Not as much is known about the power that fuels gramarye as laypersons may believe. Whatever one calls it—mana, essence, chi, spirit, energy, power—it appears to be tied to the phenomenon of life itself. We will adopt herein the technical term essence-power, in order to avoid terms that have too much poetic resonance and for other reasons discussed elsewhere at length.
Furthermore, we can say that although it is not same thing as electricity, the famous fluid first bottled by Bishop Franklin, essence-power behaves like electricity in that it flows in circles or, to use a more technical term, circuits. Also like electricity, essence-power is dangerous. A wizard who overloads his own soul with essence-power may accidentally burn away forever his own ability to perform magic, or worse, may burn himself to death.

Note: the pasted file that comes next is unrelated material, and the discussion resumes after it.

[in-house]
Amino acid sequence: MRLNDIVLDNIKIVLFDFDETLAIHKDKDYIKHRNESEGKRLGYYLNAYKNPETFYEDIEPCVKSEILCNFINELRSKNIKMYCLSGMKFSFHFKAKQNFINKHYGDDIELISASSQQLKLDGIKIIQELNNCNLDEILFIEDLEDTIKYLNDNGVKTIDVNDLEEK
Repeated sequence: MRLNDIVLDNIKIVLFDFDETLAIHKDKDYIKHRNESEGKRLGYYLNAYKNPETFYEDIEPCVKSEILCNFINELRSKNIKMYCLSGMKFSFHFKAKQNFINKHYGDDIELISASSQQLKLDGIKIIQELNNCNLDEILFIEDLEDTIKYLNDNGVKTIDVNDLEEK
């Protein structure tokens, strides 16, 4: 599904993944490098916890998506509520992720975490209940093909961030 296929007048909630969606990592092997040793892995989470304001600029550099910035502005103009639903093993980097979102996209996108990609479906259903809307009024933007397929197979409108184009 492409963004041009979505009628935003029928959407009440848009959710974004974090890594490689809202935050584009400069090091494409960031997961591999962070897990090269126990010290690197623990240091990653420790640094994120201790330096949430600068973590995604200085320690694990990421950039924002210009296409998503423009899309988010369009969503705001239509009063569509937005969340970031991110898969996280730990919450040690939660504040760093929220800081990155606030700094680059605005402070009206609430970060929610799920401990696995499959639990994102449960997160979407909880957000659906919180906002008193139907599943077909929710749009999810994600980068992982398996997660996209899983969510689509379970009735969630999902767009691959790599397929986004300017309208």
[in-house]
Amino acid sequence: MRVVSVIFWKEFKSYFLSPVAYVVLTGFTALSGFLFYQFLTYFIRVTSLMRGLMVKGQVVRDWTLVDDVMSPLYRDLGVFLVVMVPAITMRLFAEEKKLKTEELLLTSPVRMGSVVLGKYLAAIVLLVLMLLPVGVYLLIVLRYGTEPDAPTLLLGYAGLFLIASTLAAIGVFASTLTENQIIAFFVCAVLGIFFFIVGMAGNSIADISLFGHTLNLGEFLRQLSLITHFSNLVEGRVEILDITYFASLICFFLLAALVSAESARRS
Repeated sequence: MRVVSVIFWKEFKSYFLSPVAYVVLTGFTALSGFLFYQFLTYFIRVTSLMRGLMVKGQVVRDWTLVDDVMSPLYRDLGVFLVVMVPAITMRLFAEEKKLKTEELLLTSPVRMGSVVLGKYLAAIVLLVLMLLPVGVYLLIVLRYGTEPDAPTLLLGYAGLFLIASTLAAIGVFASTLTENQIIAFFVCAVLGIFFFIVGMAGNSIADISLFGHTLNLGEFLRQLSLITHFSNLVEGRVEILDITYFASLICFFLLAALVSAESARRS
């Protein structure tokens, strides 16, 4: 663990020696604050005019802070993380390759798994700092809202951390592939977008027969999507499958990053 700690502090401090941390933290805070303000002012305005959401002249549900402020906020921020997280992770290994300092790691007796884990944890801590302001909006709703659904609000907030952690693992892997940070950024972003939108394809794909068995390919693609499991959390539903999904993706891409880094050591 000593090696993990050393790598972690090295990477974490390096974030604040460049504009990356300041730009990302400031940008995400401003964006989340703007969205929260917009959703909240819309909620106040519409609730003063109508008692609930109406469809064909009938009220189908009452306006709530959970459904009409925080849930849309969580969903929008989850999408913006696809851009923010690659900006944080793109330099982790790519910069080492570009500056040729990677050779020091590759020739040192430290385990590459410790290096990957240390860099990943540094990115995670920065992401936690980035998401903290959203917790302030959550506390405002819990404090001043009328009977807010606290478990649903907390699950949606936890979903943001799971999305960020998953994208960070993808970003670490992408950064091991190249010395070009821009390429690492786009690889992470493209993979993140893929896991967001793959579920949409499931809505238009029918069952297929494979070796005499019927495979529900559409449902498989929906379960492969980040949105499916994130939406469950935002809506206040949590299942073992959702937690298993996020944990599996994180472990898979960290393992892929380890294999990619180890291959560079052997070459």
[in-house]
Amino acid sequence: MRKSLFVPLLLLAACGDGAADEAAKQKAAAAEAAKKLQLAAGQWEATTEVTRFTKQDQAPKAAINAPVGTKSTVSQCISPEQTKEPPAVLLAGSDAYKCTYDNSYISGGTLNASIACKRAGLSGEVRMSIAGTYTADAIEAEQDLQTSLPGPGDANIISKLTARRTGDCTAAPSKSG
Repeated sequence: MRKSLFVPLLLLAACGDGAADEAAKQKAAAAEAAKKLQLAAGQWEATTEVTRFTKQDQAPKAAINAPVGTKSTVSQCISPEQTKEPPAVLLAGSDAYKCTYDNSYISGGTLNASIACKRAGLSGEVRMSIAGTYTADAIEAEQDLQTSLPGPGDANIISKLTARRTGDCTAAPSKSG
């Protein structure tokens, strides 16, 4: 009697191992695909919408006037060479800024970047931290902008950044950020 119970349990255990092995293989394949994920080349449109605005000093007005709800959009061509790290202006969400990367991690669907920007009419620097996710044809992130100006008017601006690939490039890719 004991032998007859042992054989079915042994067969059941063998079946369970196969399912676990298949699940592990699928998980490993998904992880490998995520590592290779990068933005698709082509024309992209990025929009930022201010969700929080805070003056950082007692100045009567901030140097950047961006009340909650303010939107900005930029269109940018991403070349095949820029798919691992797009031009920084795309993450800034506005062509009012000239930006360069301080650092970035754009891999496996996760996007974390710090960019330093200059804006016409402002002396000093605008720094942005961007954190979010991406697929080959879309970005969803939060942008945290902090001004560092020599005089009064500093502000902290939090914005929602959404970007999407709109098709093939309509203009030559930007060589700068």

Finally, we know that not all material substances, nor all spiritual substances, conduct essence-power equally well. This is manifest in the varying magical capabilities of individuals—at one end of the spectrum are the vast majority of Eve’s children, who are unable to cast a single spell or can manage one or two small hexes at the most, and at the other end are the great thaumaturges among the children of Adam, who are able to effect great works of gramarye both out of their own essences and drawing upon other essence-power sources.
This is also manifest in the case of substances that are magically inert, the most well-known being silver. A small piece of silver will terminate a small spell, banish a small spirit or devil or irritate the flesh of a magically sensitive creature (such as an Ophidian). Larger pieces of silver are required to disrupt more powerful magic or flows of essence-power—one hesitates to calculate the amount of silver that would be required to be thrown into the Mississippi River to disrupt that circuit, and one positively trembles to think what might be the result.
– Nikola Tesla, First Principles of Power